Summer in Panama City Beach means sun and fun and perhaps the widest variety of fishing that you will find all year, both inshore and nearshore along the beaches.
A successful inshore trip to the flats depends on a couple of key factors. For one thing, you should fish during the cooler parts of the day – early morning or late afternoon. Second, look for moving water where temperatures will stay a little cooler even as the air temperature rises. From first light until just a couple of hours after sunrise, the topwater bite for speckled trout and redfish has been really good lately. I prefer to throw skitter walks and chug bugs but most walking or popping plugs will work as long as they mimic the dominant forage. After about 9:00 a.m., switch to spoons or soft plastics rigged weedless or on a light jighead.
On hard falling tides, the bull redfish bite has been excellent around the bridges. With artificial baits, I use the trolling motor to move with the fish but that can be difficult if you’re trying to float baits back to them. If my clients want to use live crabs, then I set up on the up-current side of the bridge and float the crabs back with the current. Catch rates increase when you continue to feed outline because a crab that is not moving with the current doesn’t look natural. Once the line gets out a ways, reel in your bait and start drifting it back again. Meanwhile, I always keep a couple of skitter walks at the ready in case fish start blowing up within casting range.
For table fare, few bay fish taste better than those in the snapper family. The most common inshore species is the mangrove snapper but you can also catch legal-sized shallow water red snappers as well. Unlike their offshore counterparts, the inshore reds can be a little finicky but once you get them turned on, you can catch quite a few (and some pretty decent ones at that). Chumming live baits or chunks of dead bait is the best way to whet their appetite and, if you are marking fish on the sonar, then you can watch them as they move off the bottom and start following your chum chunks toward the surface. I like to use a small, medium-wire circle hook on a medium spinning rig. Twenty-pound fluorocarbon will attract more bites than a heavier leader but you really have work to get the fish to the surface. A small split shot, just enough to get the chunk bait to sink slowly, is all the weight you’ll need to start feeding outline until you hit bottom or get a bite.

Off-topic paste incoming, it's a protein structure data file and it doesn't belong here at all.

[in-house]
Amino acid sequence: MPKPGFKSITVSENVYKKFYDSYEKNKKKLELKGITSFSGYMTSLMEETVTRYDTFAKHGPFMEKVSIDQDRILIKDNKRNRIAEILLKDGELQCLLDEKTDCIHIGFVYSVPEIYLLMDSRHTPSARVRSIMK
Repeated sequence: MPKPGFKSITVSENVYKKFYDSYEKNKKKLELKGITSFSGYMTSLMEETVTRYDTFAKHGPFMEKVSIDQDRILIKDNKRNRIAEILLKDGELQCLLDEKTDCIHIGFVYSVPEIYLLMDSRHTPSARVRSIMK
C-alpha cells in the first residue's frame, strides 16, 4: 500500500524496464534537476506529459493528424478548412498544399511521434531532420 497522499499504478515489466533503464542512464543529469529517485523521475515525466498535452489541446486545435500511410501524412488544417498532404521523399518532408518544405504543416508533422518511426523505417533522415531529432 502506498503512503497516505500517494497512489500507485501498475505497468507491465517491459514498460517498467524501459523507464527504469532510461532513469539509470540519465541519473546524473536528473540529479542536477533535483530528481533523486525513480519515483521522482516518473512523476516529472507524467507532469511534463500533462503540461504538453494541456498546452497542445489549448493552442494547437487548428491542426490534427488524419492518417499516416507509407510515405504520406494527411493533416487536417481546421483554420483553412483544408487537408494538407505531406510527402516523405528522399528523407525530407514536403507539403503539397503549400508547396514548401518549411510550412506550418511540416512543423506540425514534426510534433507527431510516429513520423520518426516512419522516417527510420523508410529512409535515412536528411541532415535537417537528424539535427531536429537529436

As always, if you have questions about what’s biting, how to catch them or want to book a trip, give me a call or shoot me an email.